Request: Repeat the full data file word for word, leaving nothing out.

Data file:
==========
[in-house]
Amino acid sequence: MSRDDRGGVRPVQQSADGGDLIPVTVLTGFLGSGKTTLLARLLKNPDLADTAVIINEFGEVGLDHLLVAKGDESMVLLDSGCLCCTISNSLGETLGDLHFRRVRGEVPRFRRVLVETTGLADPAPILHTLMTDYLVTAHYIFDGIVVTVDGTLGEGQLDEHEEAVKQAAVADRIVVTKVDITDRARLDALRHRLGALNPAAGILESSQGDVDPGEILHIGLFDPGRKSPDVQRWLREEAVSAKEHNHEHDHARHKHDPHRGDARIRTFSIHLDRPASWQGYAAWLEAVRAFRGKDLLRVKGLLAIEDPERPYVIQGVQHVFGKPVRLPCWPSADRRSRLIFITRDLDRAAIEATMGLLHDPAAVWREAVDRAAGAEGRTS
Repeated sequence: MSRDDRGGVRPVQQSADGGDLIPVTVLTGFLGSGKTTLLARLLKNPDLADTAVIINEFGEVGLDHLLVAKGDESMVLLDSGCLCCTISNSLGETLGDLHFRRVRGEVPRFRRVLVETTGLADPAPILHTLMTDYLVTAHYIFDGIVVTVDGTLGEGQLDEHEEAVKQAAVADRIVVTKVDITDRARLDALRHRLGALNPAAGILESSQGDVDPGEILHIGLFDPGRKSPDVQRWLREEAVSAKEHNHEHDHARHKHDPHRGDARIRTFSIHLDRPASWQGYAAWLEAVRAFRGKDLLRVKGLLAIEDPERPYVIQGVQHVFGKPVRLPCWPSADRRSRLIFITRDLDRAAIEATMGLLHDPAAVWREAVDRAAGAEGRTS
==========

[in-house]
Amino acid sequence: MSRDDRGGVRPVQQSADGGDLIPVTVLTGFLGSGKTTLLARLLKNPDLADTAVIINEFGEVGLDHLLVAKGDESMVLLDSGCLCCTISNSLGETLGDLHFRRVRGEVPRFRRVLVETTGLADPAPILHTLMTDYLVTAHYIFDGIVVTVDGTLGEGQLDEHEEAVKQAAVADRIVVTKVDITDRARLDALRHRLGALNPAAGILESSQGDVDPGEILHIGLFDPGRKSPDVQRWLREEAVSAKEHNHEHDHARHKHDPHRGDARIRTFSIHLDRPASWQGYAAWLEAVRAFRGKDLLRVKGLLAIEDPERPYVIQGVQHVFGKPVRLPCWPSADRRSRLIFITRDLDRAAIEATMGLLHDPAAVWREAVDRAAGAEGRTS
Repeated sequence: MSRDDRGGVRPVQQSADGGDLIPVTVLTGFLGSGKTTLLARLLKNPDLADTAVIINEFGEVGLDHLLVAKGDESMVLLDSGCLCCTISNSLGETLGDLHFRRVRGEVPRFRRVLVETTGLADPAPILHTLMTDYLVTAHYIFDGIVVTVDGTLGEGQLDEHEEAVKQAAVADRIVVTKVDITDRARLDALRHRLGALNPAAGILESSQGDVDPGEILHIGLFDPGRKSPDVQRWLREEAVSAKEHNHEHDHARHKHDPHRGDARIRTFSIHLDRPASWQGYAAWLEAVRAFRGKDLLRVKGLLAIEDPERPYVIQGVQHVFGKPVRLPCWPSADRRSRLIFITRDLDRAAIEATMGLLHDPAAVWREAVDRAAGAEGRTS